The technical details of the action scenes were flawed. In a huge storm, the rescue boat repeatedly goes under big waves – waves ten times its height – with two crew members sort of hanging on its deck. They remain there; one even keeps his hat. C’mon, guys. Could that little boat really submarine like that?? Lights on and everything, like it was meant for underwater use. I don’t know the answer to this question. But it looks implausible to this laywoman; and if indeed this was a true capability of a little teeny boat in the 1950’s, I wish they’d explicated that fact, because wow. The precise dropping of crew members from big tanker into teeny boat in high seas was wildly implausible as well. It’s very cold, but rarely does anyone’s breath show foggy, and repeated dousings do no harm to our rescue crew. Oh, and when their compass was swept overboard, I admit I laughed out loud at the notion that the Coast Guard wouldn’t have known to strap its compass down somehow (not to mention the 36 eventual passengers on this small vessel, seamen all, none of whom carries a compass in his pocket). Add to this goofs like the pipe wrench being used backwards… that’s the sort of small-scale mistake that wouldn’t have shown up or bothered this viewer much, if it weren’t for the bigger things. How about Bernie’s magical ability to steer straight towards the tanker, and then again straight back toward the docks of home, with no visibility or compass? Movies are about some suspension of disbelief. But the movie has to earn that, or confess itself a fantasy, and this one fell a little short.

Again: great story, great scenery, action and acting. Poor technical execution of a true history that probably deserved better. For entertainment, I do recommend it as an exciting ride. But if you’re as persnickety as I am, you may have some problems.

Rating: 6 or 7 knit hats on the boat, depending on your personal preferences.

Teaser Tuesdays, in praise of words: Gods, Wasps and Stranglers by Mike Shanahan

Teaser Tuesdays is a weekly bookish meme, hosted by MizB of Books and a Beat.


If you’ll excuse me for reprising the book from last Friday’s book beginning, I couldn’t resist these lines about how the name of the Ficus benjamina came to be.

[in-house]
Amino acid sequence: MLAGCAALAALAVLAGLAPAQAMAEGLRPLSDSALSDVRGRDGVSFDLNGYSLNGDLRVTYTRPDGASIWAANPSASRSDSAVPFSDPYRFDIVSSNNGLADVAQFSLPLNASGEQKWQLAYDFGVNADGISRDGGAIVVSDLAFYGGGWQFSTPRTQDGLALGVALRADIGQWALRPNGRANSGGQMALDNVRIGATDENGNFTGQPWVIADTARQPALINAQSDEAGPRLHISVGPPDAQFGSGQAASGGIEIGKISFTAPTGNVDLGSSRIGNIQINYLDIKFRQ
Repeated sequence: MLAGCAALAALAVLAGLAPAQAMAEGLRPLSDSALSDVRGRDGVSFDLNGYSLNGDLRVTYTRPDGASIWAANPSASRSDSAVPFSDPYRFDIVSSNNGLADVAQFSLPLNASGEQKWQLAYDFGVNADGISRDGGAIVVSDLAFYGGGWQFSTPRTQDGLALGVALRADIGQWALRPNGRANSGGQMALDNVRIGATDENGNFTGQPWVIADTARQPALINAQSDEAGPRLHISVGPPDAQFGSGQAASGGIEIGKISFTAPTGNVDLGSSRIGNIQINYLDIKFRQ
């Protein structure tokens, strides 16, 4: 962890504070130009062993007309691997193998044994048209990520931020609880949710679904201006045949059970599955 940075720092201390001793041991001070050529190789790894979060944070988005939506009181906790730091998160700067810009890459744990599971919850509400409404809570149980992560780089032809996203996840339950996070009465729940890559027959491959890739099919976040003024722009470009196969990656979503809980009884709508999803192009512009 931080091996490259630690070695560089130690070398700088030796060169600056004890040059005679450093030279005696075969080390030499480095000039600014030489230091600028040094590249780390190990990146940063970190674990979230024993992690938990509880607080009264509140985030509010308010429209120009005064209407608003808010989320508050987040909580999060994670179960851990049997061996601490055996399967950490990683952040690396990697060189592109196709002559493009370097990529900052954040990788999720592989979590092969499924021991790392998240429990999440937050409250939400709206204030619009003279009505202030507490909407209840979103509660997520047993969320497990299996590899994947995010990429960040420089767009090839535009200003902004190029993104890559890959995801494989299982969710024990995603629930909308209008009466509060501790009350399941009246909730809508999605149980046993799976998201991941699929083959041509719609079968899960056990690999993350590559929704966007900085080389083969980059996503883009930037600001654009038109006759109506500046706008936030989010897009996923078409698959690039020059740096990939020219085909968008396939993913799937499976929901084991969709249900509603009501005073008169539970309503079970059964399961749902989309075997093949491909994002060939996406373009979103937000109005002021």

Linnaeus gave the name Ficus carica to the common domesticated fig species after Caria – a region of ancient Anatolia in what is now Turkey. The scientific name he gave the other fig of my childhood, Ficus benjamina, has a more convoluted origin. Cut the tree and white latex will bleed out. Various other species also produce this particular kind of sticky fluid, which people have used for centuries to make perfumes, incense, medicines and other products. This substance is known as gum benzoin, from an Italian interpretation of a Javan word that is Arabic in origin. English tongues mangled the word some more to form ‘gum benjamin.’ So over time, the benzoin trees ended up being called benjamin trees, hence the benjamin fig (Ficus benjamina). I prefer its better-known name – the weeping fig – which it got because, when it sheds its leaves, they fall like green tears to the ground.

Whew! and, isn’t it extraordinary, the journey that term has made through languages and geography to bring a standard “ficus” tree to us? I love language.

The rest of the book is excellent, too.

This quotation comes from an uncorrected advance proof and is subject to change.

Bellevue: Three Centuries of Medicine and Mayhem at America’s Most Storied Hospital by David Oshinsky

This fascinating history of New York’s famous public hospital provides a microcosm of national and worldwide medical history.


Bellevue is one of the oldest and most famous names in United States hospitals, known for housing violent criminals and mental health patients, the homeless and sufferers of rare and exotic diseases. The incredible, multi-layered history told by David Oshinsky in Bellevue: Three Centuries of Medicine and Mayhem at America’s Most Storied Hospital covers medical and general history both national and global. This thorough narrative is wide-ranging and endlessly gripping.